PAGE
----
Recently, I read the comment that a person was labeled as selfish when they practiced self-care. It is one thing for each of us to get in our own heads and believe we are selfish because we are doing something for ourselves and not others (for a change!), but for someone to call out another person as selfish for taking care of themselves?! What prompts this kind of judgement of others?
My response was this: Self-care requires us to have self-awareness and this is something we continue to develop as we live. We have to own what we need and hope that others respect that. Self-care is not just a way to pamper ourselves, it is a way for us to get through living life!
Yes, I can see how people could perceive certain things or extremes as being self-serving versus simply caring for ourselves, but let’s face it, we all need different things as a part of our self-care routine. Perhaps someone only takes 4 times a year to care for themselves and so they get a massage, facial, hair done, shopping, etc. all at once, whereas, another person may take an hour a day to sit alone and reflect or do something for themselves, etc.
The point here is, we have to take care of ourselves before we can expect to be able to take care of others. We have to meet our needs, even if at the bare minimum so we can function. Just like they say on the airplane, “put on your oxygen mask first.” They say this because you are no help to others if you yourself can’t breathe! This is not selfish!
Consider this story:
Once upon a time, there was a cobbler who was very busy.
As the only cobbler in town, he was responsible for repairing everyone’s shoes. This meant he didn’t have time to repair his own shoes.
Over time, his boots began to fall apart.
He continued to work on the shoes of everyone else, while his feet got blisters and he started to have trouble walking.
Customers started to worry, but he assured them he was fine.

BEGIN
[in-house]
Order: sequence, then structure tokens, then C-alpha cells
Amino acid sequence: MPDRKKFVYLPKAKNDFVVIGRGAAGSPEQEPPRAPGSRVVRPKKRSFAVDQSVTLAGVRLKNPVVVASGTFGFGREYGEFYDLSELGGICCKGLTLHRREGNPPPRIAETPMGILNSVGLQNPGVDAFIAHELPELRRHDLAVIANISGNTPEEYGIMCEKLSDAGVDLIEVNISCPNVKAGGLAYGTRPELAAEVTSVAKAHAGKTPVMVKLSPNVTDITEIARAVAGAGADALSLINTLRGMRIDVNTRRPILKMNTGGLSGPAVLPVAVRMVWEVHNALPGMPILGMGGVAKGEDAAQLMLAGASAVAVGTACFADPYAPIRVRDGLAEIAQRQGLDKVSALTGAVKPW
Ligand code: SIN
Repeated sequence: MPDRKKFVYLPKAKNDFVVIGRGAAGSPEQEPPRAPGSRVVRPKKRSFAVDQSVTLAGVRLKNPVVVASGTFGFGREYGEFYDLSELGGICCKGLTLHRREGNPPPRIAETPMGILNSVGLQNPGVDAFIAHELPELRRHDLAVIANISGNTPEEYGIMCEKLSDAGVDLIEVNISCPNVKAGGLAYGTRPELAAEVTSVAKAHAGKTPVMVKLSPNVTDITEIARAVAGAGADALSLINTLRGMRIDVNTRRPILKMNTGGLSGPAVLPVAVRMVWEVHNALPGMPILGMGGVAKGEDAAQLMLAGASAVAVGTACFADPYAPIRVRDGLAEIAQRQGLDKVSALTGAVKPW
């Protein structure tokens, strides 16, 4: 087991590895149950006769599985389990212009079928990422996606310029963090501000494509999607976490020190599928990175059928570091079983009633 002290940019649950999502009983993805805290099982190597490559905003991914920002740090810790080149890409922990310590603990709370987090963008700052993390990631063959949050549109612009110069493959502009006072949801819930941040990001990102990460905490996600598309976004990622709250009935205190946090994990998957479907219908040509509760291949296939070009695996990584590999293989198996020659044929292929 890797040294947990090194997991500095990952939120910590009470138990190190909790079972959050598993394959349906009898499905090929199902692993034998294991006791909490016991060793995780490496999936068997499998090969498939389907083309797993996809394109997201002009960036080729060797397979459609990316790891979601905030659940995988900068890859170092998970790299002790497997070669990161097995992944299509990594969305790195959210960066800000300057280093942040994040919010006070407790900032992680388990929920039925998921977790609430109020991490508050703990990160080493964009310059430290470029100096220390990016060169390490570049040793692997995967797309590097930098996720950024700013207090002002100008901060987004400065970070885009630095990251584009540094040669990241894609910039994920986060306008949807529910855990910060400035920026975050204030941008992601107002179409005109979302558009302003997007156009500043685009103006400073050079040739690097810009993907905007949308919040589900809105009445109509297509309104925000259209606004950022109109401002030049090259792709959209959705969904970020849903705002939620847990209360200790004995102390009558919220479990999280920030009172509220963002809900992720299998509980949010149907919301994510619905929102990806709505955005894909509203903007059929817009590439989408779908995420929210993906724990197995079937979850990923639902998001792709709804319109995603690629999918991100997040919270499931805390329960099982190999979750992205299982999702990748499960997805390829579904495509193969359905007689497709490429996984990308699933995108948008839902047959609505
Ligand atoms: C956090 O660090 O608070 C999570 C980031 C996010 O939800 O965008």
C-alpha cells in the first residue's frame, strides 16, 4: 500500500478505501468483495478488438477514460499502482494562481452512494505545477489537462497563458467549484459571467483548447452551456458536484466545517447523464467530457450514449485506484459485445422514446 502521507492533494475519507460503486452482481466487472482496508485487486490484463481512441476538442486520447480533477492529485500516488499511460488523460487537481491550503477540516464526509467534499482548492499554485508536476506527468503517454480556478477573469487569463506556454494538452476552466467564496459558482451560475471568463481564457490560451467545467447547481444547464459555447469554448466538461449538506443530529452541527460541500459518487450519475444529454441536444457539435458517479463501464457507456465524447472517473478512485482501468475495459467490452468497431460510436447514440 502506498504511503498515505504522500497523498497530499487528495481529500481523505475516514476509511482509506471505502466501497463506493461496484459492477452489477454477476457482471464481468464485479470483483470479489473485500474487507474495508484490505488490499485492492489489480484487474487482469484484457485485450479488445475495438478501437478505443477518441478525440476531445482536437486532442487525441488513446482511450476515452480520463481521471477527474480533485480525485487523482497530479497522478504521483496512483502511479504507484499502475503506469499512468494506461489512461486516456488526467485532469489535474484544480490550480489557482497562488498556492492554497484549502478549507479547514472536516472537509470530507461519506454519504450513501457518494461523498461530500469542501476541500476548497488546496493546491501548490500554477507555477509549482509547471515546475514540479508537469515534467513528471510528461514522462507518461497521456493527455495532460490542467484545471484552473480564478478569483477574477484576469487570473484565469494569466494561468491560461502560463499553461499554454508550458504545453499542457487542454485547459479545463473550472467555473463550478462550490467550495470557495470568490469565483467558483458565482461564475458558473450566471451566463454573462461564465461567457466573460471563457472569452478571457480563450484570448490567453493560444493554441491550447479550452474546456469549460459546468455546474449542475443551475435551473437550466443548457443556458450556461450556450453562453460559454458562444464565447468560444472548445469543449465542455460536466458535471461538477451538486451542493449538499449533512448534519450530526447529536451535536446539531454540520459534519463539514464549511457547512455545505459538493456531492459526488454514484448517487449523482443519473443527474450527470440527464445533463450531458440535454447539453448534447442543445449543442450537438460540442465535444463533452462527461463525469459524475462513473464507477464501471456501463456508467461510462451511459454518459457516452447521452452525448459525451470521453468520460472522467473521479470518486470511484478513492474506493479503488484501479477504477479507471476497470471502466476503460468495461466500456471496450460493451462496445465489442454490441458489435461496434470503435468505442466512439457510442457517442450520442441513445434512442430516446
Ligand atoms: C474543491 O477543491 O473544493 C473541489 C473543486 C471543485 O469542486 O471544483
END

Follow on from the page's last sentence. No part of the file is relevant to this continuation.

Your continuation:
After a few years, the cobbler’s feet were so injured he could no longer work and no shoes got repaired.
Soon the entire town started to get blisters and be in pain, all because the cobbler never took the time to repair his own shoes.
If you don’t look after yourself, after a while you’ll be no good to anyone else either. Your best intentions will mean nothing, and you’ll be unable to do what you’re meant to do.
Not only do we need self-care to survive, but to thrive! I am giving you permission (in case that is what you are waiting for!) to take care of yourself! If you see it as selfish, then be selfish!
We are forming life habits all the time. How you are living right now is how you are likely to live in the future. Is this what you want your life to look like? What do you want to start doing? Stop doing? Now, stop thinking about it. Make a decision. Commit to it. Live it.
Self-care is an investment in yourself. Sounds like a pretty good investment to me; one that will pay off in the long run! Figure out where you will spend your self-care time: mind, body, and spirit.
Body: How do I stay energized?
Mind: How do I keep my head clear/focused?
Spirit: What do I find rewarding or inspiring?
The same things will not work for everyone, so find what you enjoy. If it is stressful to do, then it is probably not appropriate for your self-care practices, even though it may work for someone else you know.
“If you don’t make time to enjoy what you achieve, your life might look great, but it won’t feel great,” Kevin Lawrence, Your Oxygen Mask First.